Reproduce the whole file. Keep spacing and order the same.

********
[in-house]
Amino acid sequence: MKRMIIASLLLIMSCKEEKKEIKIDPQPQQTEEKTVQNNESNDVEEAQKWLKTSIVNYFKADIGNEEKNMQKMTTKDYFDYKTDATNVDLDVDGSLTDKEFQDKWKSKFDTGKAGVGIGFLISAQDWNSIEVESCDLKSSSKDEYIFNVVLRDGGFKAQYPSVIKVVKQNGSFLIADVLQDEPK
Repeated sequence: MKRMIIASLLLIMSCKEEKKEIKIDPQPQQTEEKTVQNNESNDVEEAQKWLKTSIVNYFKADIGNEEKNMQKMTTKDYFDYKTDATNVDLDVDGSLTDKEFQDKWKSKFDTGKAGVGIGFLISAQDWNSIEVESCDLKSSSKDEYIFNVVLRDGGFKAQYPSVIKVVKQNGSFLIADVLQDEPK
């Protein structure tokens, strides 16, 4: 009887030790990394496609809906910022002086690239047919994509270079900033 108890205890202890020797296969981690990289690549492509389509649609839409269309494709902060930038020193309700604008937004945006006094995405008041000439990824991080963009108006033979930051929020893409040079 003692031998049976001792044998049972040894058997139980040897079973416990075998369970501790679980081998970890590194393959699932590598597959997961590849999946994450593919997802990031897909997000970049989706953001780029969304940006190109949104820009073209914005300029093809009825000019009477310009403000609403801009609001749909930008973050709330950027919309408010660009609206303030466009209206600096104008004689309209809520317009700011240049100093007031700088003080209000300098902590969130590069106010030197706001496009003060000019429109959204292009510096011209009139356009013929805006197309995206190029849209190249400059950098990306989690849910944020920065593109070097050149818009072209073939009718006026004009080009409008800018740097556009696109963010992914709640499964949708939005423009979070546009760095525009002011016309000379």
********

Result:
[in-house]
Amino acid sequence: MKRMIIASLLLIMSCKEEKKEIKIDPQPQQTEEKTVQNNESNDVEEAQKWLKTSIVNYFKADIGNEEKNMQKMTTKDYFDYKTDATNVDLDVDGSLTDKEFQDKWKSKFDTGKAGVGIGFLISAQDWNSIEVESCDLKSSSKDEYIFNVVLRDGGFKAQYPSVIKVVKQNGSFLIADVLQDEPK
Repeated sequence: MKRMIIASLLLIMSCKEEKKEIKIDPQPQQTEEKTVQNNESNDVEEAQKWLKTSIVNYFKADIGNEEKNMQKMTTKDYFDYKTDATNVDLDVDGSLTDKEFQDKWKSKFDTGKAGVGIGFLISAQDWNSIEVESCDLKSSSKDEYIFNVVLRDGGFKAQYPSVIKVVKQNGSFLIADVLQDEPK
């Protein structure tokens, strides 16, 4: 009887030790990394496609809906910022002086690239047919994509270079900033 108890205890202890020797296969981690990289690549492509389509649609839409269309494709902060930038020193309700604008937004945006006094995405008041000439990824991080963009108006033979930051929020893409040079 003692031998049976001792044998049972040894058997139980040897079973416990075998369970501790679980081998970890590194393959699932590598597959997961590849999946994450593919997802990031897909997000970049989706953001780029969304940006190109949104820009073209914005300029093809009825000019009477310009403000609403801009609001749909930008973050709330950027919309408010660009609206303030466009209206600096104008004689309209809520317009700011240049100093007031700088003080209000300098902590969130590069106010030197706001496009003060000019429109959204292009510096011209009139356009013929805006197309995206190029849209190249400059950098990306989690849910944020920065593109070097050149818009072209073939009718006026004009080009409008800018740097556009696109963010992914709640499964949708939005423009979070546009760095525009002011016309000379």